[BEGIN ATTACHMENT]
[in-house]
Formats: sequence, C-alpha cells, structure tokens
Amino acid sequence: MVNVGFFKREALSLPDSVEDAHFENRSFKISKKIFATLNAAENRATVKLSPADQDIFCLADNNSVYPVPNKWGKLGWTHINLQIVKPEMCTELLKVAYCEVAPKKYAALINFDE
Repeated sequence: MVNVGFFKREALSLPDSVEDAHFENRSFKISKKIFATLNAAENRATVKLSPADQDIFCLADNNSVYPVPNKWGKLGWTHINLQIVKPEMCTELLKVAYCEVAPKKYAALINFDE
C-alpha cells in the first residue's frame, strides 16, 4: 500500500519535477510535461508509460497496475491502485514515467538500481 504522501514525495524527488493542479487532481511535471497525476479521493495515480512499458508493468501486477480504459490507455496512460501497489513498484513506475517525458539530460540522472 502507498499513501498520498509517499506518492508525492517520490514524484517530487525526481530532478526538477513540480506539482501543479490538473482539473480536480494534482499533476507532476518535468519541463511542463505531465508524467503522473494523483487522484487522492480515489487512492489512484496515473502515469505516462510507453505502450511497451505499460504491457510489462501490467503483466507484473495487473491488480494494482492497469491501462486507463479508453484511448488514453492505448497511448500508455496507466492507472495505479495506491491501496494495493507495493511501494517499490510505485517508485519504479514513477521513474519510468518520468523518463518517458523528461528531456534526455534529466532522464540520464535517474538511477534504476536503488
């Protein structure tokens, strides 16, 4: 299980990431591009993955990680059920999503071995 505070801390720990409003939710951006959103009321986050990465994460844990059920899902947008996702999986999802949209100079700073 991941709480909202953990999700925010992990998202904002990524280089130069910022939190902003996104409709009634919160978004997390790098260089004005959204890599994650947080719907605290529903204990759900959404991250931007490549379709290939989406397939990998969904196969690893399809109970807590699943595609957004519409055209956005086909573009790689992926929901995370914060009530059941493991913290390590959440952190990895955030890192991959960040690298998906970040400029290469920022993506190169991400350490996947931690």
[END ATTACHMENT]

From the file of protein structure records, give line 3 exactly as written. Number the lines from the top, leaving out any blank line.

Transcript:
Amino acid sequence: MVNVGFFKREALSLPDSVEDAHFENRSFKISKKIFATLNAAENRATVKLSPADQDIFCLADNNSVYPVPNKWGKLGWTHINLQIVKPEMCTELLKVAYCEVAPKKYAALINFDE